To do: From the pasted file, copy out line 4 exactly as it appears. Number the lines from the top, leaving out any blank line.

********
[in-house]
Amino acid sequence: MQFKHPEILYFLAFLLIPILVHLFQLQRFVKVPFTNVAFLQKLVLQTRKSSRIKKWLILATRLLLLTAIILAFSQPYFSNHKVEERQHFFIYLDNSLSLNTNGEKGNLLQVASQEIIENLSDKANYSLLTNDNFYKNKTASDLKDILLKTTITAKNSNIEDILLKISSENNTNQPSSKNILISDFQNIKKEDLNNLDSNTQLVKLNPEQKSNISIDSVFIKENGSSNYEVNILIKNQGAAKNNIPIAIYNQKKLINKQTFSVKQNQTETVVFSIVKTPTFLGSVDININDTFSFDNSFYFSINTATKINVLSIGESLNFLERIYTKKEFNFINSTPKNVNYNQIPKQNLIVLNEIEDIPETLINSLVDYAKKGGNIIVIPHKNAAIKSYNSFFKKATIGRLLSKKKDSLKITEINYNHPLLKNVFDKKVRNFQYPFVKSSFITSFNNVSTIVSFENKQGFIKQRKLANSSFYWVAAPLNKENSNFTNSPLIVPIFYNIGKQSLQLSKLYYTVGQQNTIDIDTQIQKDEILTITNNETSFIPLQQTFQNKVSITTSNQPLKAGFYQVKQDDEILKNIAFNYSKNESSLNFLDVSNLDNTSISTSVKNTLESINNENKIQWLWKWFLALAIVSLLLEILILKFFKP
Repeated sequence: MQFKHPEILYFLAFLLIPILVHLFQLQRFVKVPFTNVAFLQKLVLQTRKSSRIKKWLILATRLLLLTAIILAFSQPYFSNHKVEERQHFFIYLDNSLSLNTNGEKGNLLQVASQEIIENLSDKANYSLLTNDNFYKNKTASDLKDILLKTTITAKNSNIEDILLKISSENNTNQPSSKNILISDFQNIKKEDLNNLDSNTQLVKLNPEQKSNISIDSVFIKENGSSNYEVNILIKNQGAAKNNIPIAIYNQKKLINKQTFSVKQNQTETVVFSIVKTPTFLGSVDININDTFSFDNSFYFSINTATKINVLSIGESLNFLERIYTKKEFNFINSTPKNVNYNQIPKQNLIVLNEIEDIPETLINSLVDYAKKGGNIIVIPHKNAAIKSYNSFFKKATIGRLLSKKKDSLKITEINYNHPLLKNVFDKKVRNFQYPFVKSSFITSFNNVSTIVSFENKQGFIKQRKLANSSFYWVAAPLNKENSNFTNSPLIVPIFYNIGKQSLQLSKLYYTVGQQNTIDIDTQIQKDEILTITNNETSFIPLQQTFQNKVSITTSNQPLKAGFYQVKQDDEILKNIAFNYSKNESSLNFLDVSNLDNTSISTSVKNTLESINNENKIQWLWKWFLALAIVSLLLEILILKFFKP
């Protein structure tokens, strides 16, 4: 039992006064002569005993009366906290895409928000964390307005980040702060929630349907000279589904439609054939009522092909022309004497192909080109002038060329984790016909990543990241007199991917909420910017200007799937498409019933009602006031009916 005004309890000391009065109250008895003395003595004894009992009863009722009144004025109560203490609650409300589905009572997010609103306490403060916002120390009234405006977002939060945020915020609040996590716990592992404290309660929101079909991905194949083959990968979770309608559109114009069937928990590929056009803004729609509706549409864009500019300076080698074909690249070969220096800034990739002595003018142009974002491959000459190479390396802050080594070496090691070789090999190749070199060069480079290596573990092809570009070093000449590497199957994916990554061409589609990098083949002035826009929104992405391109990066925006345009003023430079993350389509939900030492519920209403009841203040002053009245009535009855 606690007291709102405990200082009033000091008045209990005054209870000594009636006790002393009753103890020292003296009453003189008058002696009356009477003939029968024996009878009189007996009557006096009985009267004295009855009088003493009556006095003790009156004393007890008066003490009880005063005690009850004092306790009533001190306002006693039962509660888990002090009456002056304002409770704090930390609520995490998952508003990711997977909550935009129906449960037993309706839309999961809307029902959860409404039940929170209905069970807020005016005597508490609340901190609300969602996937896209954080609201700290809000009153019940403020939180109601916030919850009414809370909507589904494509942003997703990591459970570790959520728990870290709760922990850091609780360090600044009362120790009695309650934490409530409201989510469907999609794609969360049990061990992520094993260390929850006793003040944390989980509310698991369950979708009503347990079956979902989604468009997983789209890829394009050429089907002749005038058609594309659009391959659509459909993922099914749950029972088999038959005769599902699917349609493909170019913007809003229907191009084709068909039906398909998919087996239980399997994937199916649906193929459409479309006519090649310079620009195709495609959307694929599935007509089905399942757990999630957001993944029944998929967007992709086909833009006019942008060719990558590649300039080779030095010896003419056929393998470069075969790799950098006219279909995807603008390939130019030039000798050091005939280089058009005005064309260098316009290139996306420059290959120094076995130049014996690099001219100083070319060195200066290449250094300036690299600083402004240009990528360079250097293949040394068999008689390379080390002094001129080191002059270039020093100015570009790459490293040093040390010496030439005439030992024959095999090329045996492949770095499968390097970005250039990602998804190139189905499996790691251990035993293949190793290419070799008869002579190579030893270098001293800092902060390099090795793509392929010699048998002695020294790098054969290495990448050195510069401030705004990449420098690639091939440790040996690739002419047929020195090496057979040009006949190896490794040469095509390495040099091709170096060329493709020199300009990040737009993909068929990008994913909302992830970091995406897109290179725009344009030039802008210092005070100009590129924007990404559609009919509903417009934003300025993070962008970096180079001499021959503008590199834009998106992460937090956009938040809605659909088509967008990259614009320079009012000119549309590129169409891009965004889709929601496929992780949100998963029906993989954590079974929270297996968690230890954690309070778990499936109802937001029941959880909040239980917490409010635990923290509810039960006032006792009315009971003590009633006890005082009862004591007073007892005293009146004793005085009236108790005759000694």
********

């Protein structure tokens, strides 16, 4: 039992006064002569005993009366906290895409928000964390307005980040702060929630349907000279589904439609054939009522092909022309004497192909080109002038060329984790016909990543990241007199991917909420910017200007799937498409019933009602006031009916 005004309890000391009065109250008895003395003595004894009992009863009722009144004025109560203490609650409300589905009572997010609103306490403060916002120390009234405006977002939060945020915020609040996590716990592992404290309660929101079909991905194949083959990968979770309608559109114009069937928990590929056009803004729609509706549409864009500019300076080698074909690249070969220096800034990739002595003018142009974002491959000459190479390396802050080594070496090691070789090999190749070199060069480079290596573990092809570009070093000449590497199957994916990554061409589609990098083949002035826009929104992405391109990066925006345009003023430079993350389509939900030492519920209403009841203040002053009245009535009855 606690007291709102405990200082009033000091008045209990005054209870000594009636006790002393009753103890020292003296009453003189008058002696009356009477003939029968024996009878009189007996009557006096009985009267004295009855009088003493009556006095003790009156004393007890008066003490009880005063005690009850004092306790009533001190306002006693039962509660888990002090009456002056304002409770704090930390609520995490998952508003990711997977909550935009129906449960037993309706839309999961809307029902959860409404039940929170209905069970807020005016005597508490609340901190609300969602996937896209954080609201700290809000009153019940403020939180109601916030919850009414809370909507589904494509942003997703990591459970570790959520728990870290709760922990850091609780360090600044009362120790009695309650934490409530409201989510469907999609794609969360049990061990992520094993260390929850006793003040944390989980509310698991369950979708009503347990079956979902989604468009997983789209890829394009050429089907002749005038058609594309659009391959659509459909993922099914749950029972088999038959005769599902699917349609493909170019913007809003229907191009084709068909039906398909998919087996239980399997994937199916649906193929459409479309006519090649310079620009195709495609959307694929599935007509089905399942757990999630957001993944029944998929967007992709086909833009006019942008060719990558590649300039080779030095010896003419056929393998470069075969790799950098006219279909995807603008390939130019030039000798050091005939280089058009005005064309260098316009290139996306420059290959120094076995130049014996690099001219100083070319060195200066290449250094300036690299600083402004240009990528360079250097293949040394068999008689390379080390002094001129080191002059270039020093100015570009790459490293040093040390010496030439005439030992024959095999090329045996492949770095499968390097970005250039990602998804190139189905499996790691251990035993293949190793290419070799008869002579190579030893270098001293800092902060390099090795793509392929010699048998002695020294790098054969290495990448050195510069401030705004990449420098690639091939440790040996690739002419047929020195090496057979040009006949190896490794040469095509390495040099091709170096060329493709020199300009990040737009993909068929990008994913909302992830970091995406897109290179725009344009030039802008210092005070100009590129924007990404559609009919509903417009934003300025993070962008970096180079001499021959503008590199834009998106992460937090956009938040809605659909088509967008990259614009320079009012000119549309590129169409891009965004889709929601496929992780949100998963029906993989954590079974929270297996968690230890954690309070778990499936109802937001029941959880909040239980917490409010635990923290509810039960006032006792009315009971003590009633006890005082009862004591007073007892005293009146004793005085009236108790005759000694």